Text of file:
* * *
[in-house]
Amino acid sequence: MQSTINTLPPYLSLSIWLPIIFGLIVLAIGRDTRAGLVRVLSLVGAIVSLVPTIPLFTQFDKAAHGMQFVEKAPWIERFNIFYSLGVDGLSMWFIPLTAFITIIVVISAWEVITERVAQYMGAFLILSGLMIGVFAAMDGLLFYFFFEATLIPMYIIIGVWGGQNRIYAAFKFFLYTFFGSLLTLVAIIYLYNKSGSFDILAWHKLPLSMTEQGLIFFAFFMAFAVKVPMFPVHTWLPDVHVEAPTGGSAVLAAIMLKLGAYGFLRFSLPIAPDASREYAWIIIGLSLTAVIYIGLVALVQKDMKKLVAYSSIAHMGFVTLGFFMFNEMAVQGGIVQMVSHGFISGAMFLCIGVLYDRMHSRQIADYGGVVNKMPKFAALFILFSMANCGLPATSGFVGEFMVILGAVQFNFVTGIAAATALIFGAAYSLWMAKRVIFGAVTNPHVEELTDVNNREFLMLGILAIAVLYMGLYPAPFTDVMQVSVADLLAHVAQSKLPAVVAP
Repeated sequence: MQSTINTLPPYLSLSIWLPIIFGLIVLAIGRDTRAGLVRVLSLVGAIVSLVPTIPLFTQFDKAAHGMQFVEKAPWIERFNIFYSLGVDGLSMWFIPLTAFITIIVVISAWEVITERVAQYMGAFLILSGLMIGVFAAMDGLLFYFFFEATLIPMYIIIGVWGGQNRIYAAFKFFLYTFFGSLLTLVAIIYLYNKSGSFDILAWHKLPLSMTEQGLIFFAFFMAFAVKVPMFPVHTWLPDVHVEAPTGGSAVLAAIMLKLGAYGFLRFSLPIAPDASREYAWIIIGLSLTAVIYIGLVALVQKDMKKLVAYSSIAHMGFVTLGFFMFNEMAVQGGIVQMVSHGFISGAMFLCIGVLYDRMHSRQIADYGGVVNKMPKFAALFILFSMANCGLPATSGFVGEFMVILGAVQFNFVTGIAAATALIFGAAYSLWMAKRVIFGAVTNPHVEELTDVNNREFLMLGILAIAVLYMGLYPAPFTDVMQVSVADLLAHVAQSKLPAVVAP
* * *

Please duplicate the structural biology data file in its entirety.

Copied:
[in-house]
Amino acid sequence: MQSTINTLPPYLSLSIWLPIIFGLIVLAIGRDTRAGLVRVLSLVGAIVSLVPTIPLFTQFDKAAHGMQFVEKAPWIERFNIFYSLGVDGLSMWFIPLTAFITIIVVISAWEVITERVAQYMGAFLILSGLMIGVFAAMDGLLFYFFFEATLIPMYIIIGVWGGQNRIYAAFKFFLYTFFGSLLTLVAIIYLYNKSGSFDILAWHKLPLSMTEQGLIFFAFFMAFAVKVPMFPVHTWLPDVHVEAPTGGSAVLAAIMLKLGAYGFLRFSLPIAPDASREYAWIIIGLSLTAVIYIGLVALVQKDMKKLVAYSSIAHMGFVTLGFFMFNEMAVQGGIVQMVSHGFISGAMFLCIGVLYDRMHSRQIADYGGVVNKMPKFAALFILFSMANCGLPATSGFVGEFMVILGAVQFNFVTGIAAATALIFGAAYSLWMAKRVIFGAVTNPHVEELTDVNNREFLMLGILAIAVLYMGLYPAPFTDVMQVSVADLLAHVAQSKLPAVVAP
Repeated sequence: MQSTINTLPPYLSLSIWLPIIFGLIVLAIGRDTRAGLVRVLSLVGAIVSLVPTIPLFTQFDKAAHGMQFVEKAPWIERFNIFYSLGVDGLSMWFIPLTAFITIIVVISAWEVITERVAQYMGAFLILSGLMIGVFAAMDGLLFYFFFEATLIPMYIIIGVWGGQNRIYAAFKFFLYTFFGSLLTLVAIIYLYNKSGSFDILAWHKLPLSMTEQGLIFFAFFMAFAVKVPMFPVHTWLPDVHVEAPTGGSAVLAAIMLKLGAYGFLRFSLPIAPDASREYAWIIIGLSLTAVIYIGLVALVQKDMKKLVAYSSIAHMGFVTLGFFMFNEMAVQGGIVQMVSHGFISGAMFLCIGVLYDRMHSRQIADYGGVVNKMPKFAALFILFSMANCGLPATSGFVGEFMVILGAVQFNFVTGIAAATALIFGAAYSLWMAKRVIFGAVTNPHVEELTDVNNREFLMLGILAIAVLYMGLYPAPFTDVMQVSVADLLAHVAQSKLPAVVAP